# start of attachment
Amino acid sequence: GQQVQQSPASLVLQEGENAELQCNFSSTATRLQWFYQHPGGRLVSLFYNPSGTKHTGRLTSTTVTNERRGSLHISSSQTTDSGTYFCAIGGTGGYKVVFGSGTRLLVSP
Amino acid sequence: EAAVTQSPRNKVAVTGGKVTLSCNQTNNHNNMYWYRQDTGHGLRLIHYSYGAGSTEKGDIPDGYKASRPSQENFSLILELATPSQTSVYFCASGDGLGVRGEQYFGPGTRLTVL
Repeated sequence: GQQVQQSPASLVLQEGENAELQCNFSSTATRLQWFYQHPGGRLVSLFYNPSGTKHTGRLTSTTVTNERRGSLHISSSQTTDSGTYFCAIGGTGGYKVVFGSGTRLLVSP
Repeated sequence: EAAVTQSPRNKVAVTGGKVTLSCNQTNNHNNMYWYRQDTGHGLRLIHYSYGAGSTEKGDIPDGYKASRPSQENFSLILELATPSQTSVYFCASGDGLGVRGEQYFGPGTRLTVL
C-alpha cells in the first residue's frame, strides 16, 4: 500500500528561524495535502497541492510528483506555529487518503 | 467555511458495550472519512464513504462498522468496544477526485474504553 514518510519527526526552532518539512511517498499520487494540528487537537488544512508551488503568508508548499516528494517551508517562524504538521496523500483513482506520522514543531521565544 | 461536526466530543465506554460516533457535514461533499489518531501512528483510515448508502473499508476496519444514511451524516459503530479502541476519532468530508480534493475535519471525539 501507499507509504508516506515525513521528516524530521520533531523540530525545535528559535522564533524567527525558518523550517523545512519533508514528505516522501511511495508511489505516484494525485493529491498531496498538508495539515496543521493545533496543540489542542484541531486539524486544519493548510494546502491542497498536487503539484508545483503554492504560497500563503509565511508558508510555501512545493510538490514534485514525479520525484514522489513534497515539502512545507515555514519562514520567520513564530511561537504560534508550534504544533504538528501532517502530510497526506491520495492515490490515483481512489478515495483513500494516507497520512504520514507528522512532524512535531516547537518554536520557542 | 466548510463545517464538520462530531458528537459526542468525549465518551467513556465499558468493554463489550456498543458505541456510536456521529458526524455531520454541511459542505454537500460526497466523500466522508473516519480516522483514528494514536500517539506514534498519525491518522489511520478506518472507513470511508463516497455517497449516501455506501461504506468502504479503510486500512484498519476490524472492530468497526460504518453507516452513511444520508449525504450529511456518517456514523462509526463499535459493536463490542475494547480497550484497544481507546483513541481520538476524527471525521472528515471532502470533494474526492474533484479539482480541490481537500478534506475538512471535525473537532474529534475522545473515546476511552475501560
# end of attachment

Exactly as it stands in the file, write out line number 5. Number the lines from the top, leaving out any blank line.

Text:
C-alpha cells in the first residue's frame, strides 16, 4: 500500500528561524495535502497541492510528483506555529487518503 | 467555511458495550472519512464513504462498522468496544477526485474504553 514518510519527526526552532518539512511517498499520487494540528487537537488544512508551488503568508508548499516528494517551508517562524504538521496523500483513482506520522514543531521565544 | 461536526466530543465506554460516533457535514461533499489518531501512528483510515448508502473499508476496519444514511451524516459503530479502541476519532468530508480534493475535519471525539 501507499507509504508516506515525513521528516524530521520533531523540530525545535528559535522564533524567527525558518523550517523545512519533508514528505516522501511511495508511489505516484494525485493529491498531496498538508495539515496543521493545533496543540489542542484541531486539524486544519493548510494546502491542497498536487503539484508545483503554492504560497500563503509565511508558508510555501512545493510538490514534485514525479520525484514522489513534497515539502512545507515555514519562514520567520513564530511561537504560534508550534504544533504538528501532517502530510497526506491520495492515490490515483481512489478515495483513500494516507497520512504520514507528522512532524512535531516547537518554536520557542 | 466548510463545517464538520462530531458528537459526542468525549465518551467513556465499558468493554463489550456498543458505541456510536456521529458526524455531520454541511459542505454537500460526497466523500466522508473516519480516522483514528494514536500517539506514534498519525491518522489511520478506518472507513470511508463516497455517497449516501455506501461504506468502504479503510486500512484498519476490524472492530468497526460504518453507516452513511444520508449525504450529511456518517456514523462509526463499535459493536463490542475494547480497550484497544481507546483513541481520538476524527471525521472528515471532502470533494474526492474533484479539482480541490481537500478534506475538512471535525473537532474529534475522545473515546476511552475501560